IF ONLY 42 really was the answer to life, the universe and
everything. That's how many months Lehman Brothers languished in Chapter 11
protection. The Wall Street firm's failure in September 2008 triggered a global
Sadly, the emergence of its ghost from bankruptcy
three-and-a-half years later scarcely offers even symbolic hope that the crisis
is truly over.
Lehman's was neither a typical bankruptcy of the kind seen,
say, at American Airlines nor a quickie reboot like the ones the government
funded at Chrysler and General Motors.
Instead, the firm offloaded its major businesses just days
after going under - the asset management unit to its partners, the US brokerage
to Barclays, and the European and Asian operations to Nomura.
Since then, Lehman has been a humongous exercise in asset
liquidation for debt holders to fight over. Creditors submitted more than
$300bn in claims and will probably recover around $65bn over time. The process
has been a steady source of bounty for lawyers and other advisers, who between
them charged the defunct bank's estate $1.5bn in fees.
In the meantime, the worst of the crisis, in the United States at least, has become history. But the effects are lingering. Other failures from September 2008 are still struggling. Taxpayers have so far committed $180bn to keep Fannie Mae and Freddie Mac afloat, with no sign of any meaningful reform.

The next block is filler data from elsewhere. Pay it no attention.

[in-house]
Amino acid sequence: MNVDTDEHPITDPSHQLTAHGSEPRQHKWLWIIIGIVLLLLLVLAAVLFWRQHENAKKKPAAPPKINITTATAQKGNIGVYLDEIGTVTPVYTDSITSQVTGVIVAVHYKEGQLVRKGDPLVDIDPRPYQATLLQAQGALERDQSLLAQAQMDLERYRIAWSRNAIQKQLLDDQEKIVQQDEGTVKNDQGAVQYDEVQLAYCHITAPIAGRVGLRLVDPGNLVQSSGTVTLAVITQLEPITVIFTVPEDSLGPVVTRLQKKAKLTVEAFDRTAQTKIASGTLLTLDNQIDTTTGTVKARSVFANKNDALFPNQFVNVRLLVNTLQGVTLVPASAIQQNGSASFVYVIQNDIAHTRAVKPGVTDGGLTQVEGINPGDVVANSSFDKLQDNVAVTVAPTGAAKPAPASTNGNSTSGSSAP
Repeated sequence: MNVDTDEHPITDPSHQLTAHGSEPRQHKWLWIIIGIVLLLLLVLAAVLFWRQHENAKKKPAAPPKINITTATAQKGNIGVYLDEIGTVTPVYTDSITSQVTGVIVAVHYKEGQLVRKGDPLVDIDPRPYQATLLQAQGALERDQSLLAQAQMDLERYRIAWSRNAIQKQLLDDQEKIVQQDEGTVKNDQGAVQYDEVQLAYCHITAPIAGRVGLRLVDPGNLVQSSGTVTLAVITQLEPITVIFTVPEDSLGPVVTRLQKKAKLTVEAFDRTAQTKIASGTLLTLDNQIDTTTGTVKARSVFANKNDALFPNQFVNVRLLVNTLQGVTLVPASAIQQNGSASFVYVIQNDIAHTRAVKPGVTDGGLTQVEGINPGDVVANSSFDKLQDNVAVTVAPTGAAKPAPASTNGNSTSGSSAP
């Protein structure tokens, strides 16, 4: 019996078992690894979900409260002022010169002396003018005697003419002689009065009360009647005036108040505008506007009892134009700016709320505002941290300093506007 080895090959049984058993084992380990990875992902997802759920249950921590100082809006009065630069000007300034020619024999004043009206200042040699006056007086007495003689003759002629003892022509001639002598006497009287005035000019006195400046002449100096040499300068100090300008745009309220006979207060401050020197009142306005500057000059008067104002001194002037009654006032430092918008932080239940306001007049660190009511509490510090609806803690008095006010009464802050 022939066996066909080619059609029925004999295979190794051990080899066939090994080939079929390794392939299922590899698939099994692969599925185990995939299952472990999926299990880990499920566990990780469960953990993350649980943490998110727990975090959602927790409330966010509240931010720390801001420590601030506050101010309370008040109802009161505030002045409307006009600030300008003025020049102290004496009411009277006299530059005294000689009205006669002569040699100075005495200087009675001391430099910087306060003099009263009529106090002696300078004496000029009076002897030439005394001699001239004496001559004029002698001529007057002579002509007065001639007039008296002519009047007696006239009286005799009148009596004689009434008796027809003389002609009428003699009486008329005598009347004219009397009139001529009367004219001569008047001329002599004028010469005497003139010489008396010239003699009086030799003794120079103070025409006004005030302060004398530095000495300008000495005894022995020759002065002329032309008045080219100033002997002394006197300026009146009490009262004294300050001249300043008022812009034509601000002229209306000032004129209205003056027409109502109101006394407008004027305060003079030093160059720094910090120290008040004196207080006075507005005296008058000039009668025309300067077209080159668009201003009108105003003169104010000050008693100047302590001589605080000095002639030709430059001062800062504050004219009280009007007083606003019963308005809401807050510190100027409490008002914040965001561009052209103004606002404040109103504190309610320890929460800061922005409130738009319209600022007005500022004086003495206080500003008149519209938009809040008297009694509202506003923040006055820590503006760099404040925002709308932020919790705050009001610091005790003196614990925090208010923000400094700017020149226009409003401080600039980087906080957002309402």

American International Group has at least paid back some of
the aid it received, but managed only a 2.3% return on equity last year.
A mix of unresolved new regulations, a slow US recovery and
Europe's sovereign debt crisis make profit hard to come by for banks and other
insurers, too. It's also unclear whether the financial system is now any better
placed to cope with another Lehman-like collapse, despite the hopes attached to
reforms in the United States and elsewhere.
Perhaps most tellingly, Western governments and taxpayers'
funds are now far more enmeshed in keeping financial markets functioning than
for decades - and are likely to stay that way for some time. Lehman's emergence
from bankruptcy is a landmark of sorts. But for the future of the financial
system, it's irrelevant.
* Antony Currie is a Reuters Breakingviews columnist. The opinions expressed are his own.